News / Africa

    High Gold Prices Bring Chinese into Ghana's Mines

    Artisanal miners dig for gold in an open-pit concession near Dunkwa, western Ghana, February 15, 2011.
    Artisanal miners dig for gold in an open-pit concession near Dunkwa, western Ghana, February 15, 2011.
    Joana Mantey
    ACCRA — A recent influx of Chinese nationals into Ghana’s gold mining sector is raising concerns among policy makers and the country's citizens.  This is because the Chinese are engaged in small-scale mining, an area that in theory, is solely preserved for Ghanaians.  Most of them are also apparently working without a permit and on occasion extend their operations into some restricted areas, devastating the land in the process.

    Investments

    Ghana was known as the Gold Coast before gaining independence in 1957.  Since then the mineral has been one of the backbones of the nation’s economy.  So why this sudden interest in Ghana by Chinese small-scale miners?  Ahmed Nantogma is director of public affairs at Ghana’s Chamber of Mines. He said the main reason is the rise in the price of gold on the world market.

    From $200 an ounce about 10 years ago, gold is now trading at more than $1,500 an ounce.  Therefore, the Chinese are assured of good returns on their investments.

    “You go where your product is," said Nantogma. "So that is why they are not going to say, Congo or Liberia, they come to Ghana.  And they know they can take advantage of the situation and hide somewhere in a bush and mine illegally without paying taxes.”

    Land, community disruptions

    On occasion, conflict situations erupt between residents in mining communities and the Chinese miners.

    “The [Chinese] leave the land devastated, sometimes they do not even consult the people before they go there.  The people also feel that they own the resource.  They own the land and [Chinese] have come to take the gold away,” Nantogma explains.

    There are social factors at work too.

    Richard is a Ghanaian businessman.  He said the coming of the Chinese has raised rent prices for guest houses and hostels in some mining towns, such as Dunkwa-On-Offin in Ghana's Central region.  He said access to such accomodations is becoming difficult for Ghanians because most Chinese miners pay up front for months on end.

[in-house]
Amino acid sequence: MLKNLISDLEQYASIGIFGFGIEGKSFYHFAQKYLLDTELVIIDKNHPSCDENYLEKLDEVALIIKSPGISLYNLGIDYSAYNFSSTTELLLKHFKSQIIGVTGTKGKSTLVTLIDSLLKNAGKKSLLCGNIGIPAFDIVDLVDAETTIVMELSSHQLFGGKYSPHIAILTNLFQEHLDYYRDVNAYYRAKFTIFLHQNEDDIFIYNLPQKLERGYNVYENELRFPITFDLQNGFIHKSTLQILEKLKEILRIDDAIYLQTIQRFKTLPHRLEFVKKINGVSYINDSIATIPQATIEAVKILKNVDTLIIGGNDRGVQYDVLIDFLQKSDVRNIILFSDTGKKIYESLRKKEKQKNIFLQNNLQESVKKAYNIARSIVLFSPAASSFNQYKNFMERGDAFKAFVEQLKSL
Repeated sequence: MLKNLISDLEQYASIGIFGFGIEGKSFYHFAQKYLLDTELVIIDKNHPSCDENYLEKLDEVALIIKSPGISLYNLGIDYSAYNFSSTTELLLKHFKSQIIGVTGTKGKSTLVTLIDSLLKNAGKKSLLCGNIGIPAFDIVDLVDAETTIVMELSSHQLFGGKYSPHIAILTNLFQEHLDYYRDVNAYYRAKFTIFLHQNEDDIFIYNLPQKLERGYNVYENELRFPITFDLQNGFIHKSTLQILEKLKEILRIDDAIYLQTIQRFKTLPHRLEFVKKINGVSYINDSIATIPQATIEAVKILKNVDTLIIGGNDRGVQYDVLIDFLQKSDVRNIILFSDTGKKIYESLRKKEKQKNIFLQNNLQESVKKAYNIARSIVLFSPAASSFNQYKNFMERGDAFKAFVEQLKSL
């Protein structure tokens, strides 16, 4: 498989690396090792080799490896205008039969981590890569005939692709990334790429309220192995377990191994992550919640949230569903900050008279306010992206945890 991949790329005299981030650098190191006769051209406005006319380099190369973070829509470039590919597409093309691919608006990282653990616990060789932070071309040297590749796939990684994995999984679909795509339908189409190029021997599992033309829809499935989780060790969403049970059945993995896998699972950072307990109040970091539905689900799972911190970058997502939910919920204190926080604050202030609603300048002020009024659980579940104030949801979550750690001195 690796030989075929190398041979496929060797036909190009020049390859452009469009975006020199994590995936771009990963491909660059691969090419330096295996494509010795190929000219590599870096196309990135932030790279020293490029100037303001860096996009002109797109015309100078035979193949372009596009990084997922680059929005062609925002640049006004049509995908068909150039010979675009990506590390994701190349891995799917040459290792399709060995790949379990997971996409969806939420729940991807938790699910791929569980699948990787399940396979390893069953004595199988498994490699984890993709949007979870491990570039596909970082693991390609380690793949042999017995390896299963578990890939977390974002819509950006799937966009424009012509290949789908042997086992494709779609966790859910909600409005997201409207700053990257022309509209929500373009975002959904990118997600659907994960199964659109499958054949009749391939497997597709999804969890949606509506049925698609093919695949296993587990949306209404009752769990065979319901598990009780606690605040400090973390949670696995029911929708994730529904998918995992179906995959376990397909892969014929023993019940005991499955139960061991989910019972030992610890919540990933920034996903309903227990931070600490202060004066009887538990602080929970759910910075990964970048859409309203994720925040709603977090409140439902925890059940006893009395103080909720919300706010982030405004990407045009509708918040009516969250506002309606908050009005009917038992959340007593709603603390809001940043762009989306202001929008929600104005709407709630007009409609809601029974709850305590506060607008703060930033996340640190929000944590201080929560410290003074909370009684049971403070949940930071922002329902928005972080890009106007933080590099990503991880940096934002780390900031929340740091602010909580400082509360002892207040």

Added to this is the devastating effect of illegal mining on the land.  Isaac Abraham is a Ghanaian worker. He said farmlands are destroyed and water bodies are polluted as a result of illegal mining. “Sometimes they dig the place and when they find no mineral they just move to another place just like that.  But with the regulated mining companies this does not happen,” he said.

    Kofi Tetteh is an assistant manager of small-scale mining at the Minerals Commission of Ghana.  He said licenses have been granted to about 1,000 small scale miners in Ghana.  He says many of these Ghanaians sublet their licenses to Chinese miners. “Behind every illegal Chinese operator, we are looking at an opinion leader, a chief, a farmer, a land owner or somebody who then sublets it to the Chinese for these illegal activities,” he said.

    Illegal mining

    The Ghana Immigration Service says there are about 3,000 Chinese in Ghana with resident permits.  However, the number of Chinese engaged in illegal gold mining activities is unclear, since none of them have been registered.  Under the Minerals and Mining Law of Ghana, people wishing to engage in any form of mining are required to obtain the needed license.

    Tetteh said enforcing the law on illegal mining is a problem in Ghana. “At times we apprehend these Chinese.  We send them to the law courts and the same law is used to set them free,” Tetteh added.

    Tetteh said the Minerals Commission is working to reform the law in order for stiffer punishments to apply not only to the Chinese but all other categories of people who may flout the law.

    You May Like

    Video Democrats Clinton, Kaine Offer 'Very Different Vision' Than Trump

    In a jab at Trump, Clinton says her team wants to 'build bridges, not walls'; Obama Hails Kaine's record; Trump calls Kaine a 'job-killer'

    Turkey Wants Pakistan to Close Down institutions, Businesses Linked to Gulen